Major Science Policy and Funding Bills Move to the Front Burner

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Publication date: 
2 June 1995
Number: 
76

The first five months of the 104th Congress are going to seem like
a walk in the park compared to what Congress will tackle when it
returns next week from its Memorial Day recess.  Passing thirteen
appropriations bills has never been easy; this year it will be even
more confrontational.  Add to this a host of authorization bills to
be passed.  It is going to be a long summer and fall, and that is
even before the president picks up his veto pen.

One need look no further than next week's schedule of the House
Committee on Science to get an indication of what lies in store for
returning Members.  On Wednesday, Rep. James Sensenbrenner's (R-WI)
subcommittee will mark-up the International Space Station
Authorization Act.  The next day, Rep. Dana Rohrabacher's (R-CA)
subcommittee will mark-up the DOE R&D Authorization Act, the NOAA
Authorization Act, and the EPA R&D Authorization Act.  An NSF
reauthorization bill is being drafted, and parallel efforts in the
Senate are underway.  Unknown is the degree of cooperation
committee Democrats will provide; Rep. George Brown (D-CA) caused
the earlier postponement of the space station bill because of his
concern about Republican spending plans.  The bipartisan spirit
that was a trademark of this committee seems to be waning.  While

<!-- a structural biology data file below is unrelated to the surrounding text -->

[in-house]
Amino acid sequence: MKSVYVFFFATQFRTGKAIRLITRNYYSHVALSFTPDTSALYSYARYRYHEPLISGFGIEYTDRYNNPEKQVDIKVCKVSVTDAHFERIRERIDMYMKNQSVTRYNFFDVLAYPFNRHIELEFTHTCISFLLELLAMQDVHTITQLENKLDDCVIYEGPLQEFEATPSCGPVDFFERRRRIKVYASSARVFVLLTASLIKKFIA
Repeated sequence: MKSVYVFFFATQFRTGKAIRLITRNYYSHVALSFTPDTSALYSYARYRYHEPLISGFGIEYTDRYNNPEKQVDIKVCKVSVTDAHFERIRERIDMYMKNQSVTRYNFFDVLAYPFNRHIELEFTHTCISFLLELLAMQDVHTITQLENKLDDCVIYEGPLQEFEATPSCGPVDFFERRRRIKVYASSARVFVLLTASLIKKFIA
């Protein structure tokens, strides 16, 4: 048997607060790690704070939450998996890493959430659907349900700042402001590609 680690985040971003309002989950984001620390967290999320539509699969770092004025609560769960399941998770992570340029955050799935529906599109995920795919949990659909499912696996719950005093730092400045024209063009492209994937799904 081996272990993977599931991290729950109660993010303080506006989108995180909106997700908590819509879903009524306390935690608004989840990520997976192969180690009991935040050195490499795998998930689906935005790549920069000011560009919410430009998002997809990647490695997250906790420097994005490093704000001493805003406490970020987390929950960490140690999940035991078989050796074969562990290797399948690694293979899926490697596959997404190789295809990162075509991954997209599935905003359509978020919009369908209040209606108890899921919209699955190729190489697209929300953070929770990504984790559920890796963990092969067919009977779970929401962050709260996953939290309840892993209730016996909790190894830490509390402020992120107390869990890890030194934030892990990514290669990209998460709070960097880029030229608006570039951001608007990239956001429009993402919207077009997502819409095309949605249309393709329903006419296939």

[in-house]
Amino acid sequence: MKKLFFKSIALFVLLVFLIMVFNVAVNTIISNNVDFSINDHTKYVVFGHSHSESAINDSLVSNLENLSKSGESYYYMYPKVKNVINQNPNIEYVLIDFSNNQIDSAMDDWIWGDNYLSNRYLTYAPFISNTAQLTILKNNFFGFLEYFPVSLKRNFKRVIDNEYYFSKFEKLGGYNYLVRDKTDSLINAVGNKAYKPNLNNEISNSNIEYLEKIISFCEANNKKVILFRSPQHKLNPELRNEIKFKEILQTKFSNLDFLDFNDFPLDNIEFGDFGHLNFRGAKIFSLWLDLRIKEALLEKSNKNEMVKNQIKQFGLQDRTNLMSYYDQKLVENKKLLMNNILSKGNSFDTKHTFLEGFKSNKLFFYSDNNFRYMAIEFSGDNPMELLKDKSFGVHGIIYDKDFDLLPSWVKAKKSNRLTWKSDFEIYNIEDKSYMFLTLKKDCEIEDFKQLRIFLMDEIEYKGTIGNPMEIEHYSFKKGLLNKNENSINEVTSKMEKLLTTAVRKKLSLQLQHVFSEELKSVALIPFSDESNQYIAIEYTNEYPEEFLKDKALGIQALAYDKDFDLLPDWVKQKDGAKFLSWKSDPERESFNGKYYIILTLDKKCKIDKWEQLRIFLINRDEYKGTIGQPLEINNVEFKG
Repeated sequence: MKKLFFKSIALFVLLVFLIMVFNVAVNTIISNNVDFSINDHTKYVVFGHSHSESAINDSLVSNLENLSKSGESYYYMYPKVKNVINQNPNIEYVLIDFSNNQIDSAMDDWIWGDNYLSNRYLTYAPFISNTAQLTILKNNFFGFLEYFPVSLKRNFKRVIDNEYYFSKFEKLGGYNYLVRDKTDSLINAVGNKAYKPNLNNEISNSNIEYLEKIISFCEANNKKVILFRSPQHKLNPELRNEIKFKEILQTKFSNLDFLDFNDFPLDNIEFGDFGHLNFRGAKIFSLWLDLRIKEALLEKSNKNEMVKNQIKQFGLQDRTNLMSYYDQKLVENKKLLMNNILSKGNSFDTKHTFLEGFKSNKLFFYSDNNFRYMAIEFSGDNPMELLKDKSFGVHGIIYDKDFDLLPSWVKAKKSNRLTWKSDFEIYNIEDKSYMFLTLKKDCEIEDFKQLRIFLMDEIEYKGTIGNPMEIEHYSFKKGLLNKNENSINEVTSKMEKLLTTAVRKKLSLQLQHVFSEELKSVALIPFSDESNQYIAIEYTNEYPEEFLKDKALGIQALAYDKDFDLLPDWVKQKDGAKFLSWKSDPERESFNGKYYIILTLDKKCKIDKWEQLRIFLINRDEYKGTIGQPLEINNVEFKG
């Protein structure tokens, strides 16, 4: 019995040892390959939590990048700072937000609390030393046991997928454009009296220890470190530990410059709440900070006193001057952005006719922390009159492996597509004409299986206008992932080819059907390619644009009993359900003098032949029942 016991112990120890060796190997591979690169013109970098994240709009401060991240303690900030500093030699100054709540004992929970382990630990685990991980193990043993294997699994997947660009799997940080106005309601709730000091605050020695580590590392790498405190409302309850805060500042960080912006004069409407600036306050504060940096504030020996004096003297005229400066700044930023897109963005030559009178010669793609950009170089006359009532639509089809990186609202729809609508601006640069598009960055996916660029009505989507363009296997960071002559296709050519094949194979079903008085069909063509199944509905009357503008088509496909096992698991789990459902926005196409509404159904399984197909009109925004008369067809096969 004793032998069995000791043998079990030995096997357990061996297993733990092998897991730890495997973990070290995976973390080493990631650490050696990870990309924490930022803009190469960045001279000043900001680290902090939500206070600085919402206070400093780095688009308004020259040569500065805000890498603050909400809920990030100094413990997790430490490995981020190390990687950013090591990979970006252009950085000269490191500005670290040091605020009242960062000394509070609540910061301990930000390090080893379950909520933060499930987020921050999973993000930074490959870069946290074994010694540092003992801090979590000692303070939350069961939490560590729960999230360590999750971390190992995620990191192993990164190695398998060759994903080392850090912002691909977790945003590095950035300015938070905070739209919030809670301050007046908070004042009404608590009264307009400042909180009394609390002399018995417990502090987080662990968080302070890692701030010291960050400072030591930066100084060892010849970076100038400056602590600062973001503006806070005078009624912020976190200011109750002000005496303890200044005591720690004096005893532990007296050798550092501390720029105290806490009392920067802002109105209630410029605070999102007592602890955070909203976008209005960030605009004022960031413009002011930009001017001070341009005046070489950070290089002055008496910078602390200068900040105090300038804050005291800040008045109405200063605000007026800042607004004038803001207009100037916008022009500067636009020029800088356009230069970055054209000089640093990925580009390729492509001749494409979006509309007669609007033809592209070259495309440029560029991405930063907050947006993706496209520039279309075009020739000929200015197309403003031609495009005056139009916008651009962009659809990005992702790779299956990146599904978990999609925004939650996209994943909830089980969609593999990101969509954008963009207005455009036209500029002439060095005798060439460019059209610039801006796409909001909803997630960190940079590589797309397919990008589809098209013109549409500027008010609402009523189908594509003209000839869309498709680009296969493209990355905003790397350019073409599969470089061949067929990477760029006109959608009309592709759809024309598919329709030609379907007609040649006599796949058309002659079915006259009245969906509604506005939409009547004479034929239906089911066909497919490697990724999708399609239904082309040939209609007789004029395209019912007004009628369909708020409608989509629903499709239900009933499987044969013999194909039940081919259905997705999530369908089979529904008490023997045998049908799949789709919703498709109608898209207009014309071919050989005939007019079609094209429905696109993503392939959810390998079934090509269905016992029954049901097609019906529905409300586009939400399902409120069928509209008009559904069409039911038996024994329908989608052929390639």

science-related authorization legislation has not played a large
role in previous Congresses, Republican leaders want to use this
mechanism to set policy and spending caps before the main event
gets underway: the drafting of the appropriations bills.

The outlook on the appropriations front is even more unsettled.
The House and Senate Appropriations Committees have been
traditionally insulated from politics because of their huge work
loads and the absolute necessity of passing their bills on time.
This is largely no longer true in the House.  First steps are now
being taken in these committees to draft legislation.  Tentative
allocations to each of the House thirteen appropriations
subcommittees are out (with final allocations to be determined
following agreement between the House and Senate on a FY 1996
Budget Resolution.)  The House VA, HUD, and Independent Agencies
(NSF and NASA), Energy and Water Development (DOE), and Commerce,
Justice, State (NIST) appropriations subcommittees all face cuts in
their FY 1996 allocations.  New starts are in particular peril
since House Appropriations Committee Chairman Robert Livingston
(R-LA) does not want subcommittees to make small cuts in programs
to meet spending targets, instead favoring termination of programs
that are unlikely to survive in the future budget climate.  There
will be additional cuts if Congress and President Clinton are
unable to agree on reductions in this year's spending.

The outlook for NSF is better than for most of the R&D budgets if
the House VA, HUD subcommittee follows the recommendations in the
House Budget Resolution.  NASA spending would be further reduced,
although the space station would be funded in full.  The resolution
calls for the abolishment of the Departments of Energy and Commerce
and the Office of Technology Assessment, so what will happen with
these appropriations is anyone's guess.

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